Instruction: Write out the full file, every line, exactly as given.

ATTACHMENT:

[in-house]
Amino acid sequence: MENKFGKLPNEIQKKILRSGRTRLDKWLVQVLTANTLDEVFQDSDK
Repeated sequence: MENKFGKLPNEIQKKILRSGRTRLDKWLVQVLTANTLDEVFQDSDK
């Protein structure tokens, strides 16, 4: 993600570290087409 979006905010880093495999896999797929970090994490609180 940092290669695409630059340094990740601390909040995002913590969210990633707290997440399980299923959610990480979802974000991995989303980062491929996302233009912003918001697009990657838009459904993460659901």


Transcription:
[in-house]
Amino acid sequence: MENKFGKLPNEIQKKILRSGRTRLDKWLVQVLTANTLDEVFQDSDK
Repeated sequence: MENKFGKLPNEIQKKILRSGRTRLDKWLVQVLTANTLDEVFQDSDK
């Protein structure tokens, strides 16, 4: 993600570290087409 979006905010880093495999896999797929970090994490609180 940092290669695409630059340094990740601390909040995002913590969210990633707290997440399980299923959610990480979802974000991995989303980062491929996302233009912003918001697009990657838009459904993460659901």